- What does your business need from your data to be successful?
- What is your business trying to accomplish with your data?
- Which business decisions rely on your data?
- What needs to be done to improve the fitness for purpose of your data?
- How does improving data condition unlock value?
- Which data remediation actions will unlock the most value?
The answers to these questions help frame the data in the broader business context and provide a business (and value) centric lens for assessing the data. The goal is to assess your data in a way that includes both technical quality and the people, processes, and technologies that make up the ecosystem around your data. Doing this from a use case perspective keeps business needs and value front and centre.
A data condition assessment starts by building a list of use cases for the data you want to assess. Most data sets have multiple end-users and therefore multiple use cases with unique processes and requirements. It’s important to capture and consider all these use cases. You’ll prioritise your use cases based on the value of each data type and the importance of the business decisions the data supports.
Once you have a prioritised list of use cases, it’s time to interview users to understand how they use the data for each use case and the data-related pain points they encounter. User interviews capture detailed user perspectives on data condition and make sure the voice of the business is heard. The resulting user stories enrich your qualitative assessments and help paint a holistic picture of how well the data and its ecosystem are meeting the needs of your business.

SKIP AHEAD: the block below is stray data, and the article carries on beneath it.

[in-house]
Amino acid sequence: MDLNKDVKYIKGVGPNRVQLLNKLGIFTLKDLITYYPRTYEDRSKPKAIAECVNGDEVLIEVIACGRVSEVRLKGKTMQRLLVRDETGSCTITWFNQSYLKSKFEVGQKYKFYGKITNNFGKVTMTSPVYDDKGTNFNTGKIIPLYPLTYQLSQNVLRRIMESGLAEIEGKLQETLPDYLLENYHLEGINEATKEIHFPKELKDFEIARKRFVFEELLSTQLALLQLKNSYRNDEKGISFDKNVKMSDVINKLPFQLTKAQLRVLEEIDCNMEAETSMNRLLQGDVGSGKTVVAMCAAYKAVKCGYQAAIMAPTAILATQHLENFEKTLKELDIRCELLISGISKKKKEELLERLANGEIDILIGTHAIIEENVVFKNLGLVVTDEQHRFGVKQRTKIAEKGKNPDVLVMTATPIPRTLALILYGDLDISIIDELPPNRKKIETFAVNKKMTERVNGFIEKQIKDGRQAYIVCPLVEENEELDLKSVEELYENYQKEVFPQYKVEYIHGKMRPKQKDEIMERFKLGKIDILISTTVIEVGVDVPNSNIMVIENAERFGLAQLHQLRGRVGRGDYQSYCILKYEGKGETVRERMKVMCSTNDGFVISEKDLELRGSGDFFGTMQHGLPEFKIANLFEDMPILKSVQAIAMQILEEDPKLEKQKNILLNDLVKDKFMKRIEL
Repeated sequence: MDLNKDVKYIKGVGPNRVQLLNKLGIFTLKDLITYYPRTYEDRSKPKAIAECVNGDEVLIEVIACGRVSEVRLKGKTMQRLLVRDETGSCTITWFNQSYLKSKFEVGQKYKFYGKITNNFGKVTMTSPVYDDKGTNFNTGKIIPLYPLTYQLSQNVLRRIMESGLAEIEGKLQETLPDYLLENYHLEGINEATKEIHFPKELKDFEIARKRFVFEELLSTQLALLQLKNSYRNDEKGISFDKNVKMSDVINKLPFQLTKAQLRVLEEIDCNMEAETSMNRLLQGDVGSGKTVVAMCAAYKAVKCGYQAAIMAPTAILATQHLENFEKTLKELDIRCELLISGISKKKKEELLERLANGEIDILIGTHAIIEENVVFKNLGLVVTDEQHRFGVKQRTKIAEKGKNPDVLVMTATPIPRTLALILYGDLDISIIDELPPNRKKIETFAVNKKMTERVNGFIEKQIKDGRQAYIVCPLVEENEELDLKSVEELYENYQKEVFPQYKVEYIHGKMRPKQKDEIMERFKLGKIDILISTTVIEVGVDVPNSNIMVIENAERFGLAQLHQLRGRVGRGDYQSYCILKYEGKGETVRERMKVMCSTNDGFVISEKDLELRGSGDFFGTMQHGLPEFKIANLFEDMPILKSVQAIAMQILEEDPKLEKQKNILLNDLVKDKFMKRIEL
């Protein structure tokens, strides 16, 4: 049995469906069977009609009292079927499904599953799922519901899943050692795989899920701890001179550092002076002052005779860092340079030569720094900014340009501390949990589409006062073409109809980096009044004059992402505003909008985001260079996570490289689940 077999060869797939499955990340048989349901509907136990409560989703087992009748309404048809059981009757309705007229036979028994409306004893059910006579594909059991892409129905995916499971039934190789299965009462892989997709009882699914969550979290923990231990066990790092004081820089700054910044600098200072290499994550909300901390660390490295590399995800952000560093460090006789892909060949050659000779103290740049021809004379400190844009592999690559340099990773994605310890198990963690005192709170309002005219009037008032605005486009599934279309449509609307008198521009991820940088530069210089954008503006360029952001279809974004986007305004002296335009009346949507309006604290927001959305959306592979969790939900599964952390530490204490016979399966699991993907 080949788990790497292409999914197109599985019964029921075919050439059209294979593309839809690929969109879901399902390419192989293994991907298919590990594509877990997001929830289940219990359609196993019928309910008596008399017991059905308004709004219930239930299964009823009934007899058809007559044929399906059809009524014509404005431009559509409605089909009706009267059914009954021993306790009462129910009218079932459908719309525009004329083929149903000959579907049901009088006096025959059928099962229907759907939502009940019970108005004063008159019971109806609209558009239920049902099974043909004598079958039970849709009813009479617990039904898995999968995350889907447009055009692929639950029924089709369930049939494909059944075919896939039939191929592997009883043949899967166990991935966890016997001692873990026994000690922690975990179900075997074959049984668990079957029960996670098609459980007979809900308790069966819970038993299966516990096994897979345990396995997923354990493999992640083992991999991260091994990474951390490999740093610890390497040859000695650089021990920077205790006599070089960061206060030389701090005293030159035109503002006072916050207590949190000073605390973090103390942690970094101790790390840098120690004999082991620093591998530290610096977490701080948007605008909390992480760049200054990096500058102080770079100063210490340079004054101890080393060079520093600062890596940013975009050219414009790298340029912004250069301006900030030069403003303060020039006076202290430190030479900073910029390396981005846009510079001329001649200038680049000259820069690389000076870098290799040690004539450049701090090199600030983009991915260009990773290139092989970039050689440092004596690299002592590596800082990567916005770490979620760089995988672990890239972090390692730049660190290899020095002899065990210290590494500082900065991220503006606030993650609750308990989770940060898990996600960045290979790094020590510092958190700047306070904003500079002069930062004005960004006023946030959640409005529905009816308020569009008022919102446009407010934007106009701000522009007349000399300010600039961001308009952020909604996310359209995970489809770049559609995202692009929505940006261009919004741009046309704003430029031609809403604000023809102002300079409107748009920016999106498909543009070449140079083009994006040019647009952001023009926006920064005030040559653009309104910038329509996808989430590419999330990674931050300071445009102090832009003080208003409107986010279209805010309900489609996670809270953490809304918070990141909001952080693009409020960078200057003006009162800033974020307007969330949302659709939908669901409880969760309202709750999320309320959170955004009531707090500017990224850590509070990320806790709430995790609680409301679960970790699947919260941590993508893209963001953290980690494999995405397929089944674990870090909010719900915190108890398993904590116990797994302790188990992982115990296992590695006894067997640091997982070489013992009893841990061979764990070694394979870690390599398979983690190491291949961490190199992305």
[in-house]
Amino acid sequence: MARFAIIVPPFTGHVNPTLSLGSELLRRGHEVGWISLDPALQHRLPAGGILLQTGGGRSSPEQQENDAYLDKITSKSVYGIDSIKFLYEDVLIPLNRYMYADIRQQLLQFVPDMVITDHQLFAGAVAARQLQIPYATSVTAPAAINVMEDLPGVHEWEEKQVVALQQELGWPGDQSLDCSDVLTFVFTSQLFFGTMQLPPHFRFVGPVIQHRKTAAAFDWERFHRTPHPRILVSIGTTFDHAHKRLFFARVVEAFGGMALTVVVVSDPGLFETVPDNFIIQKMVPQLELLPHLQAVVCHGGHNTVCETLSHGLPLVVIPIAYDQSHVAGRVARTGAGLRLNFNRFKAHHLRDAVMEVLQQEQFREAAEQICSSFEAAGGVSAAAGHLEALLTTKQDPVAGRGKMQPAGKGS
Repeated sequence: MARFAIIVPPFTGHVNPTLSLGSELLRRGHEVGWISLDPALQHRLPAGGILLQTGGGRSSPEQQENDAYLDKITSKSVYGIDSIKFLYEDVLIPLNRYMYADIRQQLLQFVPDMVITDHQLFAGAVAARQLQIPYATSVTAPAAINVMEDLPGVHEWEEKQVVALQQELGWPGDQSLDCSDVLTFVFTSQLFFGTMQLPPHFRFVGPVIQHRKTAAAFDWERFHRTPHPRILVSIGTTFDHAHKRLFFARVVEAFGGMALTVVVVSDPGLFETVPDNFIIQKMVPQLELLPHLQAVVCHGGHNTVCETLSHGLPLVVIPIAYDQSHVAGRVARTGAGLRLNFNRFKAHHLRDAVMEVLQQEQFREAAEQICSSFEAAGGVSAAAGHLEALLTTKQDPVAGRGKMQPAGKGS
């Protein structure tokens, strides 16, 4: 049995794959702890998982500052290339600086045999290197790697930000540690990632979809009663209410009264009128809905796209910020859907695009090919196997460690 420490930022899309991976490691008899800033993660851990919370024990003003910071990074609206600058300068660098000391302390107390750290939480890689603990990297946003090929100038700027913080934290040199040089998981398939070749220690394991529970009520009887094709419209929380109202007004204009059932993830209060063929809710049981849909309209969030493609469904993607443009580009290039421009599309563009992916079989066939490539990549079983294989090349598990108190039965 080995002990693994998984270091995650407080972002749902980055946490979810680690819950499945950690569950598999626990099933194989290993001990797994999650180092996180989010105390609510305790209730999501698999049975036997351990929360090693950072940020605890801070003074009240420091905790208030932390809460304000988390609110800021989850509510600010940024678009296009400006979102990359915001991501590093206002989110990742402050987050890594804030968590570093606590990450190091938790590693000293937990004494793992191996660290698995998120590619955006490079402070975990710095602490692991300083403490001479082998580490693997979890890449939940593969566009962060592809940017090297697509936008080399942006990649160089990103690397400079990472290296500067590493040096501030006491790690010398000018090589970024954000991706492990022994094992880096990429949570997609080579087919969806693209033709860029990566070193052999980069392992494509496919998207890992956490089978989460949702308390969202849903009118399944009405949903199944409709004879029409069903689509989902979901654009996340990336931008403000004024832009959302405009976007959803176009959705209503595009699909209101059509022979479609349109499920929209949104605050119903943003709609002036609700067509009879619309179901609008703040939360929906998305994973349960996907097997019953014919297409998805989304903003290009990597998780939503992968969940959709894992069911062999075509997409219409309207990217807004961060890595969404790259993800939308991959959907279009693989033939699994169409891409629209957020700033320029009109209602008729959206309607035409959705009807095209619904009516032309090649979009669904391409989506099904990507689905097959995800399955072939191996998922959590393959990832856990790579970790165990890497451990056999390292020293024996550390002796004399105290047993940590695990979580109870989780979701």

The results of these user interviews are analysed in a series of structured workshops and translated into a set of bespoke, business-centric set of requirements for your data, giving you a clear standard for measuring data condition. As part of Anmut’s data condition process, we walk you through these workshops and help you develop measurable data condition criteria for each use case.